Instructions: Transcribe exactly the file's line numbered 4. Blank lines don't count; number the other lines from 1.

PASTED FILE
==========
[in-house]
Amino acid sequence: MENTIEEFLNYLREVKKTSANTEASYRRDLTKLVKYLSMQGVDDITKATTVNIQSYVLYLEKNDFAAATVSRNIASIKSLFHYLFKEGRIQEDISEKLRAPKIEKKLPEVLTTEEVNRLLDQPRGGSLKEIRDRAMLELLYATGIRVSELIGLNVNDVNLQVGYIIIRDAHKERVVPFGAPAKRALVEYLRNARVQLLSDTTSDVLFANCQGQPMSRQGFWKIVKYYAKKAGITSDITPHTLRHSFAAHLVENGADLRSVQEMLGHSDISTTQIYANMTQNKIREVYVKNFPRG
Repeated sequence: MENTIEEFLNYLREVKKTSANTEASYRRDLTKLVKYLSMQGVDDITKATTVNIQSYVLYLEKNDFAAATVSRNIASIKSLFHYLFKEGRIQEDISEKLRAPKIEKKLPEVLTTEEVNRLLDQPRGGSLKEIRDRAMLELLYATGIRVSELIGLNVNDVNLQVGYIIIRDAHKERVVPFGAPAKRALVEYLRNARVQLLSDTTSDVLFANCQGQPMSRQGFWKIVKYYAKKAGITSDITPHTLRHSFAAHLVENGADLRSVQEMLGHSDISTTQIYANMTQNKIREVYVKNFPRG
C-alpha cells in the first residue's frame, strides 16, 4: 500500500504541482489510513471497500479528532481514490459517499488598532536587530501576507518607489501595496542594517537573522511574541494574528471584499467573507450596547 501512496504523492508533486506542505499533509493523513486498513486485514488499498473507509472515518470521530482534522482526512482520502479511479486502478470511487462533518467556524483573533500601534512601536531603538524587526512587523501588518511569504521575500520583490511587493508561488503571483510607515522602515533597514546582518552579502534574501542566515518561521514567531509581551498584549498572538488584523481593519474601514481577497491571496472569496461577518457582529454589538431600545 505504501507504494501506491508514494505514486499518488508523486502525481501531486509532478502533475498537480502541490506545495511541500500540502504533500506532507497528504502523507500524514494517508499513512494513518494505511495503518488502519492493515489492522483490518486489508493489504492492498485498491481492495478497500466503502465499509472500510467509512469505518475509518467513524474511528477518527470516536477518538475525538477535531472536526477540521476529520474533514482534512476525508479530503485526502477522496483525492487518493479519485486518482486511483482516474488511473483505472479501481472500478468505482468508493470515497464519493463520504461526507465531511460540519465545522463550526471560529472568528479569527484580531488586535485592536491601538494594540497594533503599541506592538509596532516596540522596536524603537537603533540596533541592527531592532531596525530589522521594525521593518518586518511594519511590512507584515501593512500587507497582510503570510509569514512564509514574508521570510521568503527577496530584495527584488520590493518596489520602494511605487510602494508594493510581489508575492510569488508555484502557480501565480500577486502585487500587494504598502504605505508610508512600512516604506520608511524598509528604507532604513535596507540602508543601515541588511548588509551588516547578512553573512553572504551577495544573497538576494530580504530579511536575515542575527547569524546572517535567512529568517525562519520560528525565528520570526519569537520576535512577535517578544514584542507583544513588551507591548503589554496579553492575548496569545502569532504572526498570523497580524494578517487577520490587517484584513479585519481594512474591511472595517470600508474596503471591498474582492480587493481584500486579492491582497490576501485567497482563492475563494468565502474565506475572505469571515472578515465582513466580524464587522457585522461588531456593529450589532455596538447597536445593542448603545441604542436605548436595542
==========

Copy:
C-alpha cells in the first residue's frame, strides 16, 4: 500500500504541482489510513471497500479528532481514490459517499488598532536587530501576507518607489501595496542594517537573522511574541494574528471584499467573507450596547 501512496504523492508533486506542505499533509493523513486498513486485514488499498473507509472515518470521530482534522482526512482520502479511479486502478470511487462533518467556524483573533500601534512601536531603538524587526512587523501588518511569504521575500520583490511587493508561488503571483510607515522602515533597514546582518552579502534574501542566515518561521514567531509581551498584549498572538488584523481593519474601514481577497491571496472569496461577518457582529454589538431600545 505504501507504494501506491508514494505514486499518488508523486502525481501531486509532478502533475498537480502541490506545495511541500500540502504533500506532507497528504502523507500524514494517508499513512494513518494505511495503518488502519492493515489492522483490518486489508493489504492492498485498491481492495478497500466503502465499509472500510467509512469505518475509518467513524474511528477518527470516536477518538475525538477535531472536526477540521476529520474533514482534512476525508479530503485526502477522496483525492487518493479519485486518482486511483482516474488511473483505472479501481472500478468505482468508493470515497464519493463520504461526507465531511460540519465545522463550526471560529472568528479569527484580531488586535485592536491601538494594540497594533503599541506592538509596532516596540522596536524603537537603533540596533541592527531592532531596525530589522521594525521593518518586518511594519511590512507584515501593512500587507497582510503570510509569514512564509514574508521570510521568503527577496530584495527584488520590493518596489520602494511605487510602494508594493510581489508575492510569488508555484502557480501565480500577486502585487500587494504598502504605505508610508512600512516604506520608511524598509528604507532604513535596507540602508543601515541588511548588509551588516547578512553573512553572504551577495544573497538576494530580504530579511536575515542575527547569524546572517535567512529568517525562519520560528525565528520570526519569537520576535512577535517578544514584542507583544513588551507591548503589554496579553492575548496569545502569532504572526498570523497580524494578517487577520490587517484584513479585519481594512474591511472595517470600508474596503471591498474582492480587493481584500486579492491582497490576501485567497482563492475563494468565502474565506475572505469571515472578515465582513466580524464587522457585522461588531456593529450589532455596538447597536445593542448603545441604542436605548436595542